candidate against then-effective ballot access laws.  In Vogler I, we struck down as 
unconstitutional a statute that required nominating petitions to contain signatures totaling 
at least three percent of the total votes cast in the previous election.   This figure seemed 
especially burdensome in light of the fact that the state had until recently required only 
one thousand signatures; this statutory change reflected nearly a five-fold increase on the 
old requirement.   We suggested that a figure of one percent ? roughly equivalent to the 
old requirement ? was less burdensome, and held the three percent figure 
unconstitutional under the test above.   The legislature subsequently placed the 
requirement for nominating petitions at one percent. 

             Vogler II presented essentially the same constitutional challenge brought by 
Metcalfe.  That challenge was based on the former version of AS 15.60.010(21), which 
required obtaining ten percent of the votes cast in order to be recognized.   Though this 
court split in its rationale, we unanimously held this figure to be unconstitutional.   We 
first noted the interests at stake in denying some political groups official recognition: 
diminished political capital by not being able to participate in the primary election and 
limited ability to raise funds under the campaign finance laws.   We then noted the 
countervailing state interest in regulating ballot access: to require ?some preliminary 
showing of a significant modicum of support before printing the name of a political 
organization?s candidate on the ballot.?   This is an interest ?in avoiding confusion, 
deception, and even frustration of the democratic process at the general election.?   We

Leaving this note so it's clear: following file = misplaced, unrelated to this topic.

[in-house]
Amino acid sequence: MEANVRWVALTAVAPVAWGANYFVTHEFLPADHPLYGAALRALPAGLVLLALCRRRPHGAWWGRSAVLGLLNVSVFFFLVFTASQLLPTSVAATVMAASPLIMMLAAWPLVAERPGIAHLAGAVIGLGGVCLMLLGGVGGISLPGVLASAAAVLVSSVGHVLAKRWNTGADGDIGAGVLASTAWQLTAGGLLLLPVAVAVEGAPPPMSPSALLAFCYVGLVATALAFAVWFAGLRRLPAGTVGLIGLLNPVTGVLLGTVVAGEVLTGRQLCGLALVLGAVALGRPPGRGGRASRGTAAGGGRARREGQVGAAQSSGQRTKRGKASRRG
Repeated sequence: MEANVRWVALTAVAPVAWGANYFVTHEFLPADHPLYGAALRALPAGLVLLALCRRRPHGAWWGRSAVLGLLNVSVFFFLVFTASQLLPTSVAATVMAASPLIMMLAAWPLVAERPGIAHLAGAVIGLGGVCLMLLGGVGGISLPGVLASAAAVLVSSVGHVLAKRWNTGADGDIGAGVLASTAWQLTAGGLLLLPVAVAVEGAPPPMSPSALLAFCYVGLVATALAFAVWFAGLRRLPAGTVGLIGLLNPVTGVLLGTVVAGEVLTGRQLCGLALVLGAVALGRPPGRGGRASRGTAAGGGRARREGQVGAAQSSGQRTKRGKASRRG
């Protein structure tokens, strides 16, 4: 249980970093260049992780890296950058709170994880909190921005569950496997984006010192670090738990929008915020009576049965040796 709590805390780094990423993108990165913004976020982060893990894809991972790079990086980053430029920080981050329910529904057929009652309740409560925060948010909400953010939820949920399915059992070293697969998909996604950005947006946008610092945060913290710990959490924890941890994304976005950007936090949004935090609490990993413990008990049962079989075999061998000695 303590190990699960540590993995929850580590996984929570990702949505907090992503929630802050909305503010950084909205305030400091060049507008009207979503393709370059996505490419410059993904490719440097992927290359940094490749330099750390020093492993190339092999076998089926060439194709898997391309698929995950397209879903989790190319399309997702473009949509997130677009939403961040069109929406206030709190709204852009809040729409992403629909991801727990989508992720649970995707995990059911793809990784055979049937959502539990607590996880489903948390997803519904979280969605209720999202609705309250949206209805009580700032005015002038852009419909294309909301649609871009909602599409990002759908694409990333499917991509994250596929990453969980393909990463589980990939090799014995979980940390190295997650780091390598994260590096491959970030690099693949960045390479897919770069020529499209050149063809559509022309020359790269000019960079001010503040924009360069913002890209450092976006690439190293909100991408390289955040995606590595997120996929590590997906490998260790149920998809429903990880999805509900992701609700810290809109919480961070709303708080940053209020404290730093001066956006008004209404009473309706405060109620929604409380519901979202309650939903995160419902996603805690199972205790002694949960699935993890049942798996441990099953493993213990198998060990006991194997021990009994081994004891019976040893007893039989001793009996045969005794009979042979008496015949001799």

found this interest sufficiently important under the constitutional test.   The plurality 
nevertheless struck down the law, noting that a ?great majority of states? place polling 
requirements for parties at ?5% or less? and that the state offered no explanation why 
Alaska?s requirement should be substantially more burdensome.   The legislature 
subsequently placed the requirement at its present level of three percent. 
             We view this analysis ? comparing Alaska?s ballot-access requirements 
with the requirements of other states ? as one reasonable way to determine whether less 
restrictive alternatives exist.  As the state here has shown a compelling interest in 
requiring potential political parties to demonstrate a ?significant modicum of support,? as 
it did in the Vogler cases, we turn to the question of whether less restrictive alternatives to 
the current three percent barrier exist.

             We begin by noting the difficulty of this analysis when the statute 
establishes a numerical line, because it is always theoretically possible to say that a 
requirement of ?one less? (even one less voter) is ?less restrictive.?  But line-drawing 
always involves close cases at the margins, and we cannot quantify with mathematical 
precision where the constitutional line is to be found.  We are guided by O?Callaghan v. 
State,  which accorded deference to the legislature in making election decisions.  There, 
we noted that the state need not put forth ?a particularized showing? in defending the 
interests underlying its election laws:
To require States to prove actual voter confusion, ballot